Bilateral tibias and femurs were isolated from four-week-old female C57BL/6 mice, and bone marrow was rinsed out of the marrow cavity with DMEM (Gibco, New York, NY, USA) and filtered using a cell strainer (70 μm, BD Biosciences, Franklin Lakes, NJ, USA) prior to spinning for 5 mins at 600 g. The cell pellets were then resuspended in the same medium at cells/mL. H19- and CXCR4-overexpressing MSC were produced using lentiviral transduction (Thermo Fisher, USA) with pWSLV-07-EF1a-Puro-GFP vectors. The correctness of each plasmid was validated through sequencing. 293 T cells (ATCC, Manassas, VA) were cotransfected with the pWSLV-07-EF1a-H19-Puro-GFP and pWSLV-07-EF1a-Puro-GFP plasmids using Lipofectamine 3000 (Invitrogen, Carlsbad, CA).

2.3. Animal Model

Colitis was triggered by administration of 36–50 kDa DSS (MP Biomedical, Santa Ana, CA). The mice were fed 5% DSS in sterile water for 1 week and then fed regular water for another 14 days (three cycles). The animals were evaluated every day to record food uptake and body weight (body weight change was calculated using the weight on day 0 as a reference). Bodyweight data were collected every 3 days to calculate body weight change (%) ), and stool consistency and rectal bleeding occurrence were recorded. Thirty-two C57BL/6 mice were randomly divided into four groups (eight animals/group): a SHAM group (mice treated with PBS), animal model group (mice treated with DSS), and two treatment groups (mice treated with DSS + MSC and mice treated with DSS + MSC-H19). For the two treatment groups, mice were treated with MSC or MSC-H19 ( cells/mL) via tail vein injection on days 4, 14, and 24. The animal model establishment was accomplished following previous published protocols [29]. Around 5% of the mice died during our experiment. At the end of the experiments (12 weeks in total), the animals in each group were killed to isolate colons for functional analysis.

2.4. Real-Time PCR

A miRNeasy Mini kit (Qiagen, Valencia, CA) was used with a ReverTra PCR assay kit (Toyobo, Osaka, Japan) and SYBR Green mix (Toyobo, Osaka, Japan) to measure H19, miR-141, CXCR4, ICAM-1, and miR-139 expression with the 2ΔΔCt method. U6 and β-actin were used for control. The primer sets for H19 were 5-CTTCTTTAAGTCCGTCTCGTTC-3 (forward) and 5-GAGGCAGGTAGTGTAGTGGTTC-3 (reverse). The primer sets for miR-141 were 5-TCTTCCAGTGCAGTGTTGG-3 (forward) and 5-GAACATGTCTGCGTATCTC-3 (reverse). The primer sets for miR-139 were 5-CTACAGTGCACGTGTCTC-3 (forward) and 5-GAACATGTCTGCGTATCTC-3 (reverse). The primer sets for CXCR4 mRNA were 5-GACTGGCATAGTCGGCAATGGA-3 (forward) and 5-CAAAGAGGAGGTCAGCCACTGA-3 (reverse). The primer sets for ICAM-1 mRNA were 5-AAACCAGACCCTGGAACTGCAC-3 (forward) and 5-GCCTGGCATTTCAGAGTCTGCTo-3 (reverse).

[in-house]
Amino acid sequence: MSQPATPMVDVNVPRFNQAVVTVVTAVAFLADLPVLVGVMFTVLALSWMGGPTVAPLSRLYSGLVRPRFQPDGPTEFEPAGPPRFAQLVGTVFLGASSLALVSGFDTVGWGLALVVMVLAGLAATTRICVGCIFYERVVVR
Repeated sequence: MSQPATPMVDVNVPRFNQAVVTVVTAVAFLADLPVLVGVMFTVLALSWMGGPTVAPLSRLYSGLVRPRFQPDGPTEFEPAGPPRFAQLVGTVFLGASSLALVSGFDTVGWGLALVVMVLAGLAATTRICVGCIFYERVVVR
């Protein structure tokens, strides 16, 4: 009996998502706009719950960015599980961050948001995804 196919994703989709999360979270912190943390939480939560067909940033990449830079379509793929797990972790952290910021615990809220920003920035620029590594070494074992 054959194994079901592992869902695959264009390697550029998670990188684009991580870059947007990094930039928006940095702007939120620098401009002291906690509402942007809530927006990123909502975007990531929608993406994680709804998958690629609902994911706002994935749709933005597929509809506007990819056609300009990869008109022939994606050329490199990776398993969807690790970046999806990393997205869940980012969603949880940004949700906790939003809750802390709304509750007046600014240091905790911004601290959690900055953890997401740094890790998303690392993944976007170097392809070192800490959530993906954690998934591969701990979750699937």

2.5. Cell Experiments

MSC were divided into 2 groups: (1) a pcDNA group (MSC transfected with pcDNA) and (2) a pcDNA-H19 group (MSC transfected with pcDNA-19). The cells were cultured in DMEM (Gibco, Waltham, MA) containing 100 U/mL pen-strep and 10% FBS. Cells were passaged using 0.25% trypsin EDTA (Gibco, Thermo Fisher Scientific, Waltham, MA) every week. Similarly, MSC were divided into 2 groups: (1) a scramble control group (MSC transfected with control siRNA) and (2) an H19 siRNA group (MSC transfected with H19 siRNA). The primer sets for H19 siRNA were 5-AACCCGUAGAUCCGAUCUUGUG-3 (forward) and 5-CAAGAUCGGAUCUACGGGUUU-3 (reverse). The primer sets for control siRNA were 5-UUCUCCGAACGUGUCACGUTT-3 (forward) and 5-ACGUGACACGUUCGGAGAATT-3 (reverse). The transfection of MSC was performed with Lipofectamine 3000, and cells were collected 48 h after transfection for subsequent assays.

2.6. Cell Invasion Assay

Transwell assays (Corning, Corning, NY) were performed using an 8 μm membrane with a Matrigel coating (BD Biosciences, San Jose, CA).